The New Bookkeeper Is a Robot

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Vipal Monga writes: Five years ago, 80 clerks and salespeople at Pilot Travel Centers LLC spent a combined 3,200 hours a week tracking and paying for orders for thousands of goods, ranging from candy bars to diesel fuel.

“Today, a computer ‘robot’—basically software—automates these tasks…software sends out payments and records every transaction. As a result, the company needs just 10 clerks working a weekly total of 400 hours to pay suppliers.”

They typed the orders into an accounts-payable database, and printed out thousands of checks to pay suppliers. After slipping them into envelopes and adding postage, they put the checks in the mail.

Illustration by Randall Enos

Illustration by Randall Enos

“Automation is threatening to replace swaths of white-collar workers, much as mechanical robots have displaced blue-collar workers on assembly lines.”

“It was just awful,” said David Clothier, treasurer of the Knoxville, Tenn., company, which operates more than 500 Pilot Flying J truck stops nationwide. “There were humans everywhere.”

Today, a computer “robot”—basically software—automates these tasks. Suppliers send their invoices to Pilot Travel electronically. Its software sends out payments and records every transaction. As a result, the company needs just 10 clerks working a weekly total of 400 hours to pay suppliers.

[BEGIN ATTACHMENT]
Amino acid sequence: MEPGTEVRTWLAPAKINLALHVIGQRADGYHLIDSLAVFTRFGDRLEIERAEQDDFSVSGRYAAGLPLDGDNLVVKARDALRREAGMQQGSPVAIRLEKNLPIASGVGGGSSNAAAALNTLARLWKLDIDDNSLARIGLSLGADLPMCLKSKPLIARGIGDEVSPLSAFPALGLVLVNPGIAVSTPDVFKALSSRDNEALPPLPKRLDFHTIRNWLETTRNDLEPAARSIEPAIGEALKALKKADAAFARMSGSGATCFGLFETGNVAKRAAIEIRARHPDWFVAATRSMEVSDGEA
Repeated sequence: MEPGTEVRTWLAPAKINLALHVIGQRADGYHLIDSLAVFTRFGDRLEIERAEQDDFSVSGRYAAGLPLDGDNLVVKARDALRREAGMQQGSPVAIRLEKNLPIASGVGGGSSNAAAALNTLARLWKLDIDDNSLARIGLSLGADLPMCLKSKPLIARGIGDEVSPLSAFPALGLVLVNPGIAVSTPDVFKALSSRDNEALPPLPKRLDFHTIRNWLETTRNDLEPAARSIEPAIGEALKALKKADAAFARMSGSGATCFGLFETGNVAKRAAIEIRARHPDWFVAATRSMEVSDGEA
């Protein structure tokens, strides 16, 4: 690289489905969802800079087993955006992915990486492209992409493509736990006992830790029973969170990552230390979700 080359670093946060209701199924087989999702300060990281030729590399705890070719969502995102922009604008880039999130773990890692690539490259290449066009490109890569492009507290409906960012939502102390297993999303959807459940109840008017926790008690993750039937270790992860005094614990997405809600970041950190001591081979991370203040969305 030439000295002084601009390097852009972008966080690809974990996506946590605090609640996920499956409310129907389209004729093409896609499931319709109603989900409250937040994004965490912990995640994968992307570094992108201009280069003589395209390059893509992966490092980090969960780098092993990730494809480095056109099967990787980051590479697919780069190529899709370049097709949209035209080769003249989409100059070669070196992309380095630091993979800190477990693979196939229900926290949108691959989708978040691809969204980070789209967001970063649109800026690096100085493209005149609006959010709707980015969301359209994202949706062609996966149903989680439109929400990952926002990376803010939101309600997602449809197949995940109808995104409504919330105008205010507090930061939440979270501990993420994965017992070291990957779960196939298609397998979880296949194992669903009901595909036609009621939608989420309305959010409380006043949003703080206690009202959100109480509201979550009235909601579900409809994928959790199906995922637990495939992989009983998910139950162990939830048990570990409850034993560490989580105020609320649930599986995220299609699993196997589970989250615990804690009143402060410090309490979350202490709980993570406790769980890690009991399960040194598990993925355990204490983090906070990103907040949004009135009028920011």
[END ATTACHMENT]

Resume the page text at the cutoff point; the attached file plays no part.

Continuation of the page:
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Robots are taking over corporate finance departments, performing work that often required whole teams of people. Big companies such as Pilot Travel, New York-based Verizon Communications Inc. and GameStop Corp., of Grapevine, Texas, are among those using software to automate many corporate bookkeeping and accounting tasks.

Businesses use these programs to save time and staffing costs. Since 2004, the median number of full-time employees in the finance department at big companies has declined 40% to about 71 people for every $1 billion of revenue, down from 119, according to Hackett Group, a consulting firm.

The telecom giant Verizon has reduced its finance-department costs by 21% over the past three years, partially through job cuts. It closed more than half of its 200 back-office locations across the country, built a new hub for finance operations in Lake Mary, Fla., and renovated an existing one in Tulsa, Okla. “The automation is a big factor” in the savings, saidFran Shammo, Verizon’s CFO.

Software has helped Verizon, which had $127.1 billion in 2014 revenue, cut the manual entries its workers punch into Excel spreadsheets annually by a quarter—to 10,500 from 14,000. It aims to cut another 1,400 manual entries by the end of this year for an overall reduction of 35%.

Automation is threatening to replace swaths of white-collar workers….(read more)

The CFO Report – WSJ



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